At the beginning of December I will start in Tromsø. My plan is very simple: I’ll paddle two to three weeks in Norway on my SUP board to the North Cape on the waterway . On the trail of the northern lights, I will be challenged by the darkness, the cold and unknown waters in order to be able to see things with new eyes again. 500 kilometers, enough time and top material – what more do you need? Sparkling is good in the dark If it weren’t for darkness, we wouldn’t know anything about the stars, is a saying in Norway . My expedition should not take place during the warm summer months. I need to fight the elements again. So why not take on the challenges and experience Norway in the darkest season? The moments when my body slowly warms up after the first few strokes of the paddle are dances of joy for muscles and mind. The twilight that falls over the country for a few hours every day is a gift from the sun, which cheers me up every day. The tail wind that drives me along with the ebb tide is pure relaxation. Wind and peaks of waves After I was greeted by a snowstorm in Tromsø and the temperatures plummeted, I question this decision with every paddle stroke: Why am I doing this to myself? When the temperature is below zero, crawl out of the tent and then paddle through the darkness for up to ten hours. Lashing wind that piles up the water in waves and almost capsizes my SUP board. A fall would be the end of my expedition, because, as is well known, wet and cold become ice. But that’s exactly where the fascination of my trip lies. Finally northern lights! When the clouds lift after an exhausting week and I see the northern lights for the first time in my life, I am just happy. For me, life means that I face uncertain situations, challenge myself and grow or fail as a result. Don’t fear the end of life, rather fear that it never begins. According to this Norwegian idiom, I am not afraid of the uncertainty of my plan. I never take unnecessary risks. Already in the first week I decide against crossing fjords, always paddle near the shore and the last stage I do on foot because of the stormy winds. Often accompanied by the unearthly beautiful northern lights. z Home … Despite a dry suit, life jacket and emergency transmitter, I am looking for challenges in physical and mental combat and not in risky situations. It is the inner voice that screams, first softly and then louder, for freedom and adventure. On the way to the North Cape, this voice gets quieter and quieter. Another voice is getting louder and louder. It is the call for company and homecoming! I paddle not only towards my goal, but deeper and deeper into myself. A world which is my life and which I can create and shape myself.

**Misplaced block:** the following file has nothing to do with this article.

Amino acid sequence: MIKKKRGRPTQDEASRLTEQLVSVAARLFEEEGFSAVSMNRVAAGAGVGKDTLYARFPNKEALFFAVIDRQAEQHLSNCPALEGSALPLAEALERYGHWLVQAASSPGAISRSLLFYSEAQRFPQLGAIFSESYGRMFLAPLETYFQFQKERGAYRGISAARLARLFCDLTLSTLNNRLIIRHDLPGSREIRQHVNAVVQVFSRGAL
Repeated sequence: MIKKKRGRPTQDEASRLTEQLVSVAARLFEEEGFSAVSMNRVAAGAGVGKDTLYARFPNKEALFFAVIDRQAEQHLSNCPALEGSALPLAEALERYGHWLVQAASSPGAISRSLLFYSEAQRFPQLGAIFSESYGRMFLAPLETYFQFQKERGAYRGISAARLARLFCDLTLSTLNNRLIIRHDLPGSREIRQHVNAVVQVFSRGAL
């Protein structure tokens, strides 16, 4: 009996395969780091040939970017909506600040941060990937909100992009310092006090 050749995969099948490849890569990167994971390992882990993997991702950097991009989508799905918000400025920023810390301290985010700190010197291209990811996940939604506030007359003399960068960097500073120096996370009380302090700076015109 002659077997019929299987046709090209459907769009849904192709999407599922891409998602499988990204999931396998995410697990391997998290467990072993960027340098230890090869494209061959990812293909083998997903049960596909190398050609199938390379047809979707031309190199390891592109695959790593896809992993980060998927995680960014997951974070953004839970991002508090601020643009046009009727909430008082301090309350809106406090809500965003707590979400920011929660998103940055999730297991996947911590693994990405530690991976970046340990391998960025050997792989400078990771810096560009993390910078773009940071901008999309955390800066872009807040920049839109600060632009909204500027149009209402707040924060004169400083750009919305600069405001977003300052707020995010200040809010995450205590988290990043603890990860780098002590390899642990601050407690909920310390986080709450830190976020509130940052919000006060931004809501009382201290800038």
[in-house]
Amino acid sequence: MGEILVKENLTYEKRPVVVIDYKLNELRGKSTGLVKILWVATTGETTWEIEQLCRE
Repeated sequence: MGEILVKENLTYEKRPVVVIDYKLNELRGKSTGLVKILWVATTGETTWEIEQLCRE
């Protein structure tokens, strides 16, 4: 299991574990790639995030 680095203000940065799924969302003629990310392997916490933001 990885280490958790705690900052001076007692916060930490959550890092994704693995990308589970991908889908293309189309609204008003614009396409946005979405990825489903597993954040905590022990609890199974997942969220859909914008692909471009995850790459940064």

A highway for UFO fans. A mini-state called Molossia. School buses buried in the desert sand and lots of nothing. In Nevada the slant is standard! No, he doesn’t need a crown. “I am a military dictator and not a king,” said Kevin Baugh. The outfit is perfect: green uniform, medals on the chest, a three-colored sash in the national colors, plus sunglasses. Only the big grin doesn’t really fit. The wind carries the smell of dust and sage into the 4,000 square meter Republic of Molossia near Dayton in the US state of Nevada. Ex-soldier Baugh, 55, founded his own state 19 years ago in the desolate nowhere. Complete with post office, own currency (Valora), state railroad (model train size), customs office (visitors have to hand in their change) and first lady (Adrianne, 38). “Molossia is my expression of freedom, imagination and personal sovereignty,” he explains. Wasn’t he just a strange weirdo? Baugh pretends to be genuinely indignant: “This is the first time I’ve heard such a question!” In Nevada, the slant is standard. The US state is a reservoir for out-of-the-way attractions and unusual people who would be referred to as strange, crazy, or interesting elsewhere. Crazy Las Vegas Now the tourism authority has discovered that the quirky attracts visitors. For the past two years she has been placing ads on websites frequented by fans of the fantastic or organizing her own tours under the motto “Weird Nevada”. Tourism director Bethany Drysdale: “This state has always inspired loners, bizarre people and people who think differently. They have settled here and are now living out their strange ideas. That attracts more people who are different from the mainstream. ” Already Las Vegas is basically madness turned into a city. An orgy of neon, music, show girls, stretch limousines and the plingpling of one-armed bandits. You can watch flamingos or tigers being fed, spend $ 10,000 on a single cocktail, or learn machine gun shooting. In the “Heart Attack Grill” fat people who weigh more than 160 kilograms eat for free, the largest burger has 10,000 calories. Best seller: coffins It gets even more strange in the country. And there is plenty of land. Nevada is larger than the UK and is home to just 2.9 million people, two-thirds of whom live in the greater Las Vegas area. The state offers loneliness and space a lot. Bryan and Dusty Schoening run their funeral home “Coffinwood” in the town of Pahrump. After his parents’ accidental death, Bryan decided to become a coffin carpenter. “It was disgusting how the undertakers treated me. I wanted to find a more personal way for people to say goodbye to loved ones. ”He has had a kind of coffin obsession ever since. On a tour of their dusty realm – a wooden bungalow with half a dozen sheds and corrugated iron huts – the two of them show me their collection of eleven hearses (“Unfortunately, only three drive”), black tulips and lilies that bloom on the beds, and the workshop, in which Bryan makes all coffins by hand.